While the U.S. economy has grown slightly over the past year, more than 14 million Americans are out of work. Economists who don’t see the labor market improving in the near future call it a “jobless” recovery. The number of “discouraged workers” has gone up. In July the percentage of young Americans holding jobs was 48.9, the lowest rate on record since statistics began to be recorded in 1948. The problem is global; the United Nations reports that global youth unemployment is at an all-time high, with more than 80 million people ages 16 – 24 out of work.
Not only is work hard to find, but because of the ongoing slump in housing prices, more and more workers who might have considered a move to a better job market are stuck. About one-third of homeowners owe more on their mortgages than the value of their home, which limits their mobility as job-seekers. Their careers are grounded, because they would suffer a huge financial loss if they had to sell their house. Nationally this situation is making the labor market less efficient. In other words, employers and employees aren’t necessarily finding their best match.
Some job growth has occurred as a result of the federal government’s stimulus efforts—for example, the “Cash for Clunkers” program that encouraged car purchases, and the first-time homebuyer tax credit that spurred home sales. But the engine of the economy—consumer demand—is stuck in neutral, and so is job creation. Business owners see how reluctant consumers are to spend and so are slow to hire more workers.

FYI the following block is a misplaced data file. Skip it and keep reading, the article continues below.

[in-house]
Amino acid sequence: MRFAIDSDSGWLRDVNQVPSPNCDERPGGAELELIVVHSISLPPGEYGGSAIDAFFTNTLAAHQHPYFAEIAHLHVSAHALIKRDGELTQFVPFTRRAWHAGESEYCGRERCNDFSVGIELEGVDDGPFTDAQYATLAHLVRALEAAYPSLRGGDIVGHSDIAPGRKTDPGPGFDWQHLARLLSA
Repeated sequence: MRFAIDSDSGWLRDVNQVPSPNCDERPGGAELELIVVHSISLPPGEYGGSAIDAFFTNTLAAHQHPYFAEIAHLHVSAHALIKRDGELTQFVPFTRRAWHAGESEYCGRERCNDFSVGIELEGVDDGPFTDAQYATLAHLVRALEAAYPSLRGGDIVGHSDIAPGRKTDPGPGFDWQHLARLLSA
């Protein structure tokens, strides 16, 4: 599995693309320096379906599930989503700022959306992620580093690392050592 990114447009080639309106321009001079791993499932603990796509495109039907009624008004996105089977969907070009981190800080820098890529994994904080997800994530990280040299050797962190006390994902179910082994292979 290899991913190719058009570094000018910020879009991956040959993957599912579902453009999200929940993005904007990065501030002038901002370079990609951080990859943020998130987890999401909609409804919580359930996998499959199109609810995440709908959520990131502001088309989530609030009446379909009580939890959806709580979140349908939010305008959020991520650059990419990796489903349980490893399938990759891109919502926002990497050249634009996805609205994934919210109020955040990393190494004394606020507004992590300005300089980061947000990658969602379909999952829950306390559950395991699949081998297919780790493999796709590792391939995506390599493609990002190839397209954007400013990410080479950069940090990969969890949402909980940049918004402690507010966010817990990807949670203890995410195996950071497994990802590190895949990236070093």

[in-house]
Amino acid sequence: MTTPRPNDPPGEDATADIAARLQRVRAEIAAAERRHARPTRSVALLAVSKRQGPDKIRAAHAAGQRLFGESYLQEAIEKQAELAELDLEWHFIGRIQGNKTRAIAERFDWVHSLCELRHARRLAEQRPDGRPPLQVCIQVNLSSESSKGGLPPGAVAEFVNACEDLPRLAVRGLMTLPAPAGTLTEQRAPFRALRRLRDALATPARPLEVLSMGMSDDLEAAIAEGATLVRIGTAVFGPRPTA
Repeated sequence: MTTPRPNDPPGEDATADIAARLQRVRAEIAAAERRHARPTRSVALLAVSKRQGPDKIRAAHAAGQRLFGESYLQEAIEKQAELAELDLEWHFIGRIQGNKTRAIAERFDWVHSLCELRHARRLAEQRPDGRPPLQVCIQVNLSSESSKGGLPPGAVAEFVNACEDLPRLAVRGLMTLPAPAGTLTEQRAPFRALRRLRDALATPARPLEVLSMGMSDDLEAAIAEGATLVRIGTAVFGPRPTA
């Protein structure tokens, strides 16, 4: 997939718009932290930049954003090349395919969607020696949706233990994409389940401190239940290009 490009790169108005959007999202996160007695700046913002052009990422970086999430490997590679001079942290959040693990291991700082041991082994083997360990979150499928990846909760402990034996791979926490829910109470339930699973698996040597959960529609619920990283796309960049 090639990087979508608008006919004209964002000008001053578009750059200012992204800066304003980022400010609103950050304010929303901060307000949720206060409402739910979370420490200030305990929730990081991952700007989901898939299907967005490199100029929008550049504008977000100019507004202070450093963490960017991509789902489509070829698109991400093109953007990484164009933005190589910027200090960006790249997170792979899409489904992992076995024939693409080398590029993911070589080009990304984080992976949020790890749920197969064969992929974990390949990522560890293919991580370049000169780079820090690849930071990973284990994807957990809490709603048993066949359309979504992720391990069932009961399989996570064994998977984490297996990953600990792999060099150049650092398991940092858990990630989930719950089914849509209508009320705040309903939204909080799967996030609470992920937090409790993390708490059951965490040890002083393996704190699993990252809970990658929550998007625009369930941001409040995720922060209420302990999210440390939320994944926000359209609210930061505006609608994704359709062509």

- Unemployment Report Indicates “Jobless” Recovery
This story discusses the nature of unemployment in terms of the “jobless” recovery from the recent recession.
(Source: NPR, August 7, 2010)
- Global Youth Unemployment at All Time High
This report on global youth unemployment highlights the effects of the continuing recession in many parts of the world.
(Source: VOA News, August 25, 2010)
- Devalued Homes Anchor Prospective Job Seekers
This story connects issues of unemployment, job-seeking, and the down housing market; includes an interactive U.S. map showing areas of the nation worst hit by falling housing prices.
(Source: NPR, August 26, 2010)
- Bureau of Labor Statistics
The Web site of the BLS includes vast amounts of official economic data on work and employment plus related stories to help make sense of it all.
(Source: Bureau of Labor Statistics; accessed September 1, 2010)
- What Do You Like?
News about unemployment can be discouraging, but it’s important, and never too soon, to be thinking about career choices; this interactive Web site introduces multiple occupations, answering questions like What is this job like? How much does this job pay? What about the future?
(Source: Bureau of Labor Statistics; accessed August 31, 2010)
- The Unemployment Game
This online activity can help you learn to make sense of economic data like the unemployment rate and other statistics related to labor markets.
(Source: EconEdLink.org; accessed August 31, 2010)